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Elon Musk guts Tesla’s charging team after winning over major automakers


Tesla has gutted its charging team in a new round of layoffs, despite recently winning over major automakers like Ford and General Motors and making its connector the defacto standard in North America.

CEO Elon Musk announced the new layoffs in an overnight email to executives, first reported by The Information, in which he said he wants leaders to be “absolutely hard core about headcount and cost reduction,” as he ordered them to cut more employees who “don’t obviously pass the excellent, necessary and trustworthy test” or resign. Senior director of EV charging Rebecca Tinucci and head of new vehicles Daniel Ho are out, according to The Information..

Tesla’s Supercharger network has long been seen as one of its greatest competitive advantages. It’s widely available, has far better uptime than other charging networks, and the connector technology — known as the North American Charging Standard, or NACS — is now being adopted by essentially every major automaker with a presence in North America.

Will Jameson, one of the charging team leads let go in the cuts, said in a post on Musk’s social media platform X that he “has let our entire charging org co.”

“What this means for the charging network, NACS, and all the exciting work we were doing across the industry, I don’t yet know. What a wild ride it has been,” he wrote.

The cuts are so complete that Musk even suggested in the email that the company will slow its expansion of the Supercharger network, writing that Tesla “will continue to build out some new Supercharger locations, where critical, and finish those currently under construction.”

Musk is dissolving Tesla’s public policy team as well, according to the reports. Rohan Patel, the former VP of that team, left the company two weeks ago at the same time that the layoffs were announced. Patel called it the “best policy/bizdev team in the business” at the time in a message to TechCrunch. “I know I’m extremely biased, but honestly the people who were on my team are just phenomenal,” he wrote.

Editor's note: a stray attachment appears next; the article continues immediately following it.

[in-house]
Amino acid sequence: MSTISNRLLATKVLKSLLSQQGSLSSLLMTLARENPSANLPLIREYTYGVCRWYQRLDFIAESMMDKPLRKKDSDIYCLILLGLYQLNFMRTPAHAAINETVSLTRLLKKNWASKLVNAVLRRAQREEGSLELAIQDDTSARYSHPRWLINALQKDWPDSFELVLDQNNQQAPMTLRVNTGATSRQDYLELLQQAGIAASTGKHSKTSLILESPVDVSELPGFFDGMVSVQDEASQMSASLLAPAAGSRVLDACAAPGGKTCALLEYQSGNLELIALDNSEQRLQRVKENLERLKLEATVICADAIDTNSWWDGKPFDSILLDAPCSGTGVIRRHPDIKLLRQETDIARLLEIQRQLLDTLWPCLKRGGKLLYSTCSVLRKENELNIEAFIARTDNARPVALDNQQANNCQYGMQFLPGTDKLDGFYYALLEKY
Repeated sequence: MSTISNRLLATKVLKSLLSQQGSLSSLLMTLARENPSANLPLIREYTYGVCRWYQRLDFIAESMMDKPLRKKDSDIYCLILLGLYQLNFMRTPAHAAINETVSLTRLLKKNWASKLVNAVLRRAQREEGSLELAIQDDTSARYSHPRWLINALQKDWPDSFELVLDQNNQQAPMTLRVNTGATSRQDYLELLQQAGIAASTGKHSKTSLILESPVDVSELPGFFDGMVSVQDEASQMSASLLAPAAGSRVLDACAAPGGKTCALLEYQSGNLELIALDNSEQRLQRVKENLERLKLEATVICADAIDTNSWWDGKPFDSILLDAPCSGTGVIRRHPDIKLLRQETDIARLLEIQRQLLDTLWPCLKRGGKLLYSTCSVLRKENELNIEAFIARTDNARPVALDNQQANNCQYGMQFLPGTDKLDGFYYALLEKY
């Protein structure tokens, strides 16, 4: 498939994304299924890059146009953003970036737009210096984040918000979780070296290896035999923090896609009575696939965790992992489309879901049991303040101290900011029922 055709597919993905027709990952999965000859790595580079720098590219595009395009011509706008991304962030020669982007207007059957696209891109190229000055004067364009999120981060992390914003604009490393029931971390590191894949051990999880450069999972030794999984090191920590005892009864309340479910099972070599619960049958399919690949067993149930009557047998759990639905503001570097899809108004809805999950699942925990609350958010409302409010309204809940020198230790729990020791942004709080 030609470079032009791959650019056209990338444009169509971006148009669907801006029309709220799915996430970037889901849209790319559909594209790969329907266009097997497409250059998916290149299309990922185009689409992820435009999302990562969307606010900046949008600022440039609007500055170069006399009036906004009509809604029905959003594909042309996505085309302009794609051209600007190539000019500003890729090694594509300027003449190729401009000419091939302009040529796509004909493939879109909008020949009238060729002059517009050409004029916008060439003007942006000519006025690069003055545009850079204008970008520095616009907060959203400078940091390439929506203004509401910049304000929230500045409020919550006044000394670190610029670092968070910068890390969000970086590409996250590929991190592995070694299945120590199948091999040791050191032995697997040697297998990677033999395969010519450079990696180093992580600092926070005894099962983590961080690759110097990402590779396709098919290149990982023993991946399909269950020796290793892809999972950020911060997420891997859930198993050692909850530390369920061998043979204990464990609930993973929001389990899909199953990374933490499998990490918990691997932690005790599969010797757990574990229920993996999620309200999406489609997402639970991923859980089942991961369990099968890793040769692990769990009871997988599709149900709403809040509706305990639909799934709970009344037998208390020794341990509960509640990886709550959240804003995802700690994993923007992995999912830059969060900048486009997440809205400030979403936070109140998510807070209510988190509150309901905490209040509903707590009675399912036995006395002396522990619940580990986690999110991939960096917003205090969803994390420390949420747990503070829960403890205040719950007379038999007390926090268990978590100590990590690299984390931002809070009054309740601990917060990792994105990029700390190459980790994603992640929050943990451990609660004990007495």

Tesla’s policy team is largely responsible for the company winning around 13% of funding available from the Bipartisan Infrastructure Law, and until recently was pursuing another federal grant of nearly $100 million to fund the buildout of a charging corridor for the company’s still-in-development electric big rig.

These cuts come just two weeks after Musk announced Tesla was laying off more than 10% of its workforce as part of a company-wide restructuring in service of going “balls to the wall for autonomy. The company is coming off a brutal first quarter where its profits dropped 55% on weaker EV sales. At the same time, the company’s board is trying to reinstate Musk’s $56 billion pay package that was struck down by a judge, and the CEO has publicly threatened to develop AI technology at his startup xAI unless he is given even more control over Tesla.





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